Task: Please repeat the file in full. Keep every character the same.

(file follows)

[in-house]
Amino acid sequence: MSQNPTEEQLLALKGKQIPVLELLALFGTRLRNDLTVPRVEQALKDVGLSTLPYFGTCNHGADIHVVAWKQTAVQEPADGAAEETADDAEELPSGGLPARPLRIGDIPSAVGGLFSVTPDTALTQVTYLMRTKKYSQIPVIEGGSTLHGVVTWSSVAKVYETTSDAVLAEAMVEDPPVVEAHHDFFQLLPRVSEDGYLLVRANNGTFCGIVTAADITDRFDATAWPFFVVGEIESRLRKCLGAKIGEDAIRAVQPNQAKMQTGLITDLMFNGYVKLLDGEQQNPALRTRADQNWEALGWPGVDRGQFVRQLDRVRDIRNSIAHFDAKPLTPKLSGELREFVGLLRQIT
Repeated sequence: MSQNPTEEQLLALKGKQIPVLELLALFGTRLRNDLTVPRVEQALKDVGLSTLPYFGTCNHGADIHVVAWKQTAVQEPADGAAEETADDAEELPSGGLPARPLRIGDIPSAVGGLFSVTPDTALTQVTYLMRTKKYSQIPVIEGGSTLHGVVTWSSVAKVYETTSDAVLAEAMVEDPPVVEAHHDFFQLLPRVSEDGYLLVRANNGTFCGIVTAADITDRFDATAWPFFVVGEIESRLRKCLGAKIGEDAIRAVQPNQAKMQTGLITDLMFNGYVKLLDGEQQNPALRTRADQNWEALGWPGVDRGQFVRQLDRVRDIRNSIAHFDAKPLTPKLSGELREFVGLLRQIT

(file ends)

[in-house]
Amino acid sequence: MSQNPTEEQLLALKGKQIPVLELLALFGTRLRNDLTVPRVEQALKDVGLSTLPYFGTCNHGADIHVVAWKQTAVQEPADGAAEETADDAEELPSGGLPARPLRIGDIPSAVGGLFSVTPDTALTQVTYLMRTKKYSQIPVIEGGSTLHGVVTWSSVAKVYETTSDAVLAEAMVEDPPVVEAHHDFFQLLPRVSEDGYLLVRANNGTFCGIVTAADITDRFDATAWPFFVVGEIESRLRKCLGAKIGEDAIRAVQPNQAKMQTGLITDLMFNGYVKLLDGEQQNPALRTRADQNWEALGWPGVDRGQFVRQLDRVRDIRNSIAHFDAKPLTPKLSGELREFVGLLRQIT
Repeated sequence: MSQNPTEEQLLALKGKQIPVLELLALFGTRLRNDLTVPRVEQALKDVGLSTLPYFGTCNHGADIHVVAWKQTAVQEPADGAAEETADDAEELPSGGLPARPLRIGDIPSAVGGLFSVTPDTALTQVTYLMRTKKYSQIPVIEGGSTLHGVVTWSSVAKVYETTSDAVLAEAMVEDPPVVEAHHDFFQLLPRVSEDGYLLVRANNGTFCGIVTAADITDRFDATAWPFFVVGEIESRLRKCLGAKIGEDAIRAVQPNQAKMQTGLITDLMFNGYVKLLDGEQQNPALRTRADQNWEALGWPGVDRGQFVRQLDRVRDIRNSIAHFDAKPLTPKLSGELREFVGLLRQIT